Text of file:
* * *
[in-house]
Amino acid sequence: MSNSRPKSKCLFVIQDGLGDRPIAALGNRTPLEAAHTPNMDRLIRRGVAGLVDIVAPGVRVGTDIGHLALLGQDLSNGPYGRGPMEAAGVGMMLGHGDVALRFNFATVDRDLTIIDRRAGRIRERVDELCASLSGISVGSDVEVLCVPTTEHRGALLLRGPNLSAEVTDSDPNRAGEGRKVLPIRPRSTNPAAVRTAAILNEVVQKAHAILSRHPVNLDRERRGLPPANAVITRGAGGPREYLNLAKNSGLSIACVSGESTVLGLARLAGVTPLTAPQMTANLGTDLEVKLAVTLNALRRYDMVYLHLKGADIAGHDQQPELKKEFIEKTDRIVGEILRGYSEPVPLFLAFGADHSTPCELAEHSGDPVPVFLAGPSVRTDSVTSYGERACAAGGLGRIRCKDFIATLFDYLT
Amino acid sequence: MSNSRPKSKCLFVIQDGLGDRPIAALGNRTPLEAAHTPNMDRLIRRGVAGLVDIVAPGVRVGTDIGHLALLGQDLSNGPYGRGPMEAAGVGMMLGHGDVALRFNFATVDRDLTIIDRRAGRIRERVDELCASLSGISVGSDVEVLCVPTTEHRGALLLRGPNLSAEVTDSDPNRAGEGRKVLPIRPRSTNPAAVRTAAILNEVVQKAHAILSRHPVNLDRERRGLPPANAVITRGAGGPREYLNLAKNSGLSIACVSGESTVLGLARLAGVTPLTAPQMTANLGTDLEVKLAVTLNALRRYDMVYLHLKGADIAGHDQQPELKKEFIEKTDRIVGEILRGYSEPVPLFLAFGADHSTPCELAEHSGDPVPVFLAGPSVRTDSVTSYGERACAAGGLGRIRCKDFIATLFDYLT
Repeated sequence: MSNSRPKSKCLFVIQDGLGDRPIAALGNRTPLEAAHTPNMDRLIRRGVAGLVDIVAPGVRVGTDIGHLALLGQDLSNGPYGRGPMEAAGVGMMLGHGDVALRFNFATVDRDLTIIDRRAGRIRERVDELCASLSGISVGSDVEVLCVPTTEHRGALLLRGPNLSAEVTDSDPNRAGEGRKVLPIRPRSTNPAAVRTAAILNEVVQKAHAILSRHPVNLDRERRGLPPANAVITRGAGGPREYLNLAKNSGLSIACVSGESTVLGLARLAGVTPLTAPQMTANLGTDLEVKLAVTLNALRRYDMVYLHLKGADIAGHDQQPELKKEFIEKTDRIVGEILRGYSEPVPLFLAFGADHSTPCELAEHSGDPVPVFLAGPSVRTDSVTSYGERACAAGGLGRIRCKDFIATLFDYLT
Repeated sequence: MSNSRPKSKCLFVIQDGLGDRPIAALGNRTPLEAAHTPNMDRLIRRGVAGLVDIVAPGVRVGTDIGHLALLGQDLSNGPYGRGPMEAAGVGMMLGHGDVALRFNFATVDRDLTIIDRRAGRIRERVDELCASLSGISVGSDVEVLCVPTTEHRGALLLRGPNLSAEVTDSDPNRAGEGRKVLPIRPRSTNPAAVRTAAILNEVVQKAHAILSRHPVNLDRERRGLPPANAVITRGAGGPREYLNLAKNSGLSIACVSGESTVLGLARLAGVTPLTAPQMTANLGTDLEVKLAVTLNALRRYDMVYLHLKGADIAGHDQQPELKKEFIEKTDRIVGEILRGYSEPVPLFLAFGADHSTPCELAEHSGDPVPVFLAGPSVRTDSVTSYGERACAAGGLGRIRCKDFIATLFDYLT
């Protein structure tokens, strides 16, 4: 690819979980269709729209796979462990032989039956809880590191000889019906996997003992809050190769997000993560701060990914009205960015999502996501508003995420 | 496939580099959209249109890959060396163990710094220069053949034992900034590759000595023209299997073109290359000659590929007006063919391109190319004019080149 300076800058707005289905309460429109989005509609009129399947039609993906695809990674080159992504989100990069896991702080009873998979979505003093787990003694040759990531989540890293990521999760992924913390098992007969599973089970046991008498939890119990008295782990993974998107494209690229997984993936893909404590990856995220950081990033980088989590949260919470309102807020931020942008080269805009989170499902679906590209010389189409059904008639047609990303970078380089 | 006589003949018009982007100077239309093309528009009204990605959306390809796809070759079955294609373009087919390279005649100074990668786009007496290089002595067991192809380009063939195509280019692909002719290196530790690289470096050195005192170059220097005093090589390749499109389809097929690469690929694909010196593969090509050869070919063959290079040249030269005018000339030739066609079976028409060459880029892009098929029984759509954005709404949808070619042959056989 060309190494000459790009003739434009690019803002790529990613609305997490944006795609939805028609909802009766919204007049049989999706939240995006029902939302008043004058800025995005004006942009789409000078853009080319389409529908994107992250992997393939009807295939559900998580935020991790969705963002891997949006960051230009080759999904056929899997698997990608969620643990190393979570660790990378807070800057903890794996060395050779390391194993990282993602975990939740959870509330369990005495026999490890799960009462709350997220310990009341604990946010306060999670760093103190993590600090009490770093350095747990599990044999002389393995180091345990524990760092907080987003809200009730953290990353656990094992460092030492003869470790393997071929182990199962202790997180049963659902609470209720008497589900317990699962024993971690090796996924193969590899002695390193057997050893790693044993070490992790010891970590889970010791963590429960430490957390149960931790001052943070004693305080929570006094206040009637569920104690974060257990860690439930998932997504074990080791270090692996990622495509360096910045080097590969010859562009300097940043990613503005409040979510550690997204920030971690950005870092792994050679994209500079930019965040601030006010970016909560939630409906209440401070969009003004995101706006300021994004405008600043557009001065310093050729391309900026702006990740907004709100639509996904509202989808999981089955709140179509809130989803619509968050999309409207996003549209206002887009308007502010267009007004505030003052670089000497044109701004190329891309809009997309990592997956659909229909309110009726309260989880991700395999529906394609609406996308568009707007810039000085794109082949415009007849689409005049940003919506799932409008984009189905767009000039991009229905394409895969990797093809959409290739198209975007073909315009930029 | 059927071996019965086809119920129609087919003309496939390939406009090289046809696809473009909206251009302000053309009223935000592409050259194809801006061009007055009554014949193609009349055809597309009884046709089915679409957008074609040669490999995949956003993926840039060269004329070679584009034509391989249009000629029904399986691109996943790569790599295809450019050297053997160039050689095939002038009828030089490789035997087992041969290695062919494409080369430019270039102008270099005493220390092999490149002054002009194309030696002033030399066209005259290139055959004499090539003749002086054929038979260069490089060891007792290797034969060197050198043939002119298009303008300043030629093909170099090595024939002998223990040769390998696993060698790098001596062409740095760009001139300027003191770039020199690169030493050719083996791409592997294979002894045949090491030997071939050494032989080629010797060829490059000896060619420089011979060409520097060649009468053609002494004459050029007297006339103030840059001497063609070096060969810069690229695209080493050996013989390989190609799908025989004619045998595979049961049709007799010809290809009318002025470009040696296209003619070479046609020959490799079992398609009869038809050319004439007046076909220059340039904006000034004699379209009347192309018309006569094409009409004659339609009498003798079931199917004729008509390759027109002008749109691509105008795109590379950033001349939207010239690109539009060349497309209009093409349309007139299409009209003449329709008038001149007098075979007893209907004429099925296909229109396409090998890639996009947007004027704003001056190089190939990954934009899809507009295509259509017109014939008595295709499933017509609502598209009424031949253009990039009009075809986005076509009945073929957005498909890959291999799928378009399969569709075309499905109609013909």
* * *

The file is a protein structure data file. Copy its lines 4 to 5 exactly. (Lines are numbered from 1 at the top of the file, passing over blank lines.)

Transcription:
Repeated sequence: MSNSRPKSKCLFVIQDGLGDRPIAALGNRTPLEAAHTPNMDRLIRRGVAGLVDIVAPGVRVGTDIGHLALLGQDLSNGPYGRGPMEAAGVGMMLGHGDVALRFNFATVDRDLTIIDRRAGRIRERVDELCASLSGISVGSDVEVLCVPTTEHRGALLLRGPNLSAEVTDSDPNRAGEGRKVLPIRPRSTNPAAVRTAAILNEVVQKAHAILSRHPVNLDRERRGLPPANAVITRGAGGPREYLNLAKNSGLSIACVSGESTVLGLARLAGVTPLTAPQMTANLGTDLEVKLAVTLNALRRYDMVYLHLKGADIAGHDQQPELKKEFIEKTDRIVGEILRGYSEPVPLFLAFGADHSTPCELAEHSGDPVPVFLAGPSVRTDSVTSYGERACAAGGLGRIRCKDFIATLFDYLT
Repeated sequence: MSNSRPKSKCLFVIQDGLGDRPIAALGNRTPLEAAHTPNMDRLIRRGVAGLVDIVAPGVRVGTDIGHLALLGQDLSNGPYGRGPMEAAGVGMMLGHGDVALRFNFATVDRDLTIIDRRAGRIRERVDELCASLSGISVGSDVEVLCVPTTEHRGALLLRGPNLSAEVTDSDPNRAGEGRKVLPIRPRSTNPAAVRTAAILNEVVQKAHAILSRHPVNLDRERRGLPPANAVITRGAGGPREYLNLAKNSGLSIACVSGESTVLGLARLAGVTPLTAPQMTANLGTDLEVKLAVTLNALRRYDMVYLHLKGADIAGHDQQPELKKEFIEKTDRIVGEILRGYSEPVPLFLAFGADHSTPCELAEHSGDPVPVFLAGPSVRTDSVTSYGERACAAGGLGRIRCKDFIATLFDYLT